Grayson turned four on Saturday.
I turned inside out.
Not because he is getting older or I am getting older or the fact that he asked me if people's arms fall off when they go to people heaven (???) or anything close to that.
I turned inside out because I threw a huge family superhero birthday part for myself and not for him. I forgot who he was. I even asked people to dress up like their favorite superhero. Because I thought it would be fun. We had cake, decorations and beautiful bags filled with presents family and friends thoughtfully picked out for him. For my little four year old who completely freaked out when everyone showed up. As in ran upstairs to his room, closed the door quietly and locked it. It took me 11 minutes to realize he was gone. Eleven minutes to notice the guest of honor had taken leave of his own party.
If I had paid attention to the past, oh I don't know, FOUR years of his life I would've known there could be no other response from this child. If I had really thought about it, I would've realized the fight or flight instinct is stronger in children than in adults and mine is still kicking pretty red hot most of the time. I should've known he would have no choice but to run.
When I finally sweet talked my way into his room I was met with a mirror image of all my own insecurities, just in little boy form. He was in tears. Soft, steady tears of confusion, fear and even hope that maybe he would be brave enough to join in soon when nobody's eyes were on him and nobody's voice around him.
After a short pep talk, we walked downstairs to find Pop. In his broken state, Grayson searched for the one person who would help him weld himself together again by building a shelf in the garage. Something real and tangible that made sense instead of mixing and mingling with 15 of Mommy&Daddy's closest family and friends. So that is exactly what they did. Pop and Grayson worked on a small wooden shelf they started building the day before while our friends and family tried to ignore the fact that birthday boy was MIA.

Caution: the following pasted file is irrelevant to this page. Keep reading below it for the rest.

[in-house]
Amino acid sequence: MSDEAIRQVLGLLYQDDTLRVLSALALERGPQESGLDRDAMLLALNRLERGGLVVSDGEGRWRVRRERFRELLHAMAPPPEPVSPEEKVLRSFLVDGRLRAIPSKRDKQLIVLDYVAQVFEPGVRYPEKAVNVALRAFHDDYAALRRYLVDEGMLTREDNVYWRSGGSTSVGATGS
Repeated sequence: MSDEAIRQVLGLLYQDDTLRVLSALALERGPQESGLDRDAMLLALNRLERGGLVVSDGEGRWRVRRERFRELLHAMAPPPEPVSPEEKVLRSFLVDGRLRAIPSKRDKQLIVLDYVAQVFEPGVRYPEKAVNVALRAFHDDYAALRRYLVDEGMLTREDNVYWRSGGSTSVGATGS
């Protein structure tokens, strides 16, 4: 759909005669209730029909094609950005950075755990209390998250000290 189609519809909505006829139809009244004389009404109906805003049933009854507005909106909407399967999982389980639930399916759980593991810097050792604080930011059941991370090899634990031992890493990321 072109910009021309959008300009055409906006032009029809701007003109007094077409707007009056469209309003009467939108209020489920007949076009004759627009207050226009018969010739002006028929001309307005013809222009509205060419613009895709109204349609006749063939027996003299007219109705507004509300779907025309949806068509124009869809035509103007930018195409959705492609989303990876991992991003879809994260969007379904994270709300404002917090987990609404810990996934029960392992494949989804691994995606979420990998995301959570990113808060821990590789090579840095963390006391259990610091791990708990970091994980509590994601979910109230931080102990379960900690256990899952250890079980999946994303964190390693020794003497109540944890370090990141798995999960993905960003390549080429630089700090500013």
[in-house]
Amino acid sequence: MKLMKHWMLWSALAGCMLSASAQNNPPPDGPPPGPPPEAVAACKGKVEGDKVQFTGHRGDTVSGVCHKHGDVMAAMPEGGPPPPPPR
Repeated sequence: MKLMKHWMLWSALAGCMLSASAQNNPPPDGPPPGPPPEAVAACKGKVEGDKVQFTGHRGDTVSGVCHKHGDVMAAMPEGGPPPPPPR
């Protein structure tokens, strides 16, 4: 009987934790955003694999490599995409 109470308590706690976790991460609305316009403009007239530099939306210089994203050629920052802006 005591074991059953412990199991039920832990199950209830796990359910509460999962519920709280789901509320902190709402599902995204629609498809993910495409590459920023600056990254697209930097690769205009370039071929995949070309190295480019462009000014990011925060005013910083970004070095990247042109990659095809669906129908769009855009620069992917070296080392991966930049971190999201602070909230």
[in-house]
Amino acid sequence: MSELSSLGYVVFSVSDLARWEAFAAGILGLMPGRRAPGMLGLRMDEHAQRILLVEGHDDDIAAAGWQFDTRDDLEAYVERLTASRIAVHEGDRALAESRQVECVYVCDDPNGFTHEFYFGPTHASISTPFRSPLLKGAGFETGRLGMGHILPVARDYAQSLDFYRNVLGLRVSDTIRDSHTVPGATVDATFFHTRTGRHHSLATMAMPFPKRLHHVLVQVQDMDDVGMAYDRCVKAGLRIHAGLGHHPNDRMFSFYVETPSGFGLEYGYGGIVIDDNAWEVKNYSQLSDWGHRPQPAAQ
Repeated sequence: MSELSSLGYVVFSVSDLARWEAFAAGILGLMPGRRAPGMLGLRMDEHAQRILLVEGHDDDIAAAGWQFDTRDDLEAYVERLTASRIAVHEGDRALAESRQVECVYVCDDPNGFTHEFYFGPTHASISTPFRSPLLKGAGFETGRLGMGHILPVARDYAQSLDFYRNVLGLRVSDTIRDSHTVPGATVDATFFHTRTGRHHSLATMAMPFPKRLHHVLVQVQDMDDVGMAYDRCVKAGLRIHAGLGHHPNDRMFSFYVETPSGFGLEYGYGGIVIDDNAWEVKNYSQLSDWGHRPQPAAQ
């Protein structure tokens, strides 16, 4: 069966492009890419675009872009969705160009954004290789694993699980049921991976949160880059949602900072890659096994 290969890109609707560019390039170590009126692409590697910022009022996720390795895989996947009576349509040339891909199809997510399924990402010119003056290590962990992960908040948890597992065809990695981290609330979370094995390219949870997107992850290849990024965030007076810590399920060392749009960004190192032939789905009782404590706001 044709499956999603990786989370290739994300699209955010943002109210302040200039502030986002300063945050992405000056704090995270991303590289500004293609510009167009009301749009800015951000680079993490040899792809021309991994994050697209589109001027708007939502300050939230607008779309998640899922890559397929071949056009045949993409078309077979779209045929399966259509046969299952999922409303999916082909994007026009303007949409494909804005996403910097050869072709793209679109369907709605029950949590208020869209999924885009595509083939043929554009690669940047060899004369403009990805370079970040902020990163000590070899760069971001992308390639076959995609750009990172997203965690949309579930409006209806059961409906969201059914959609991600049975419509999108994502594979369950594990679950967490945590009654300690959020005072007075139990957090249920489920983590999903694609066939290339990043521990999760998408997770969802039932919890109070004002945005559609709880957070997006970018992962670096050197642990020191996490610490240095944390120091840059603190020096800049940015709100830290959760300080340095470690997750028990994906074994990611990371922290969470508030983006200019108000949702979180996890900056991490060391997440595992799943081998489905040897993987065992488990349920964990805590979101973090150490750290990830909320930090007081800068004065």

It was pretty awful. For us. For him. For poor Pop who didn't know if hammering nails was an acceptable grandparent thing to do while others socialized and carried on inside the house. In my opinion, it was the only thing to do.
Grayson is shy. He is painfully, awkwardly, sometimes socially unacceptably shy. But he is also so many other fantastic things. Fantastic things strangers, distant family members and most friends never get to see. His shyness should not define him at such a young age but still it seems to so much of the time. It is colossally unfair and I try to protect him from it the best I can by helping him choose more socially acceptable behaviors but then I ask myself if I'm doing more harm than good? By protecting him from his natural inclination to be introverted am I making him feel bad for the way he feels? I tell him he should make eye contact with people, he should engage in conversation with other little boys and girls, he should play next to them if not with them on the playground. Is this the right message to send so early on? Or am I really telling him I don't accept his longer than usual warm-up period, his super cautious demeanor. In effect the one person who should love you unconditionally is saying "I don't accept you for who you are and (worse yet,) I want to change you."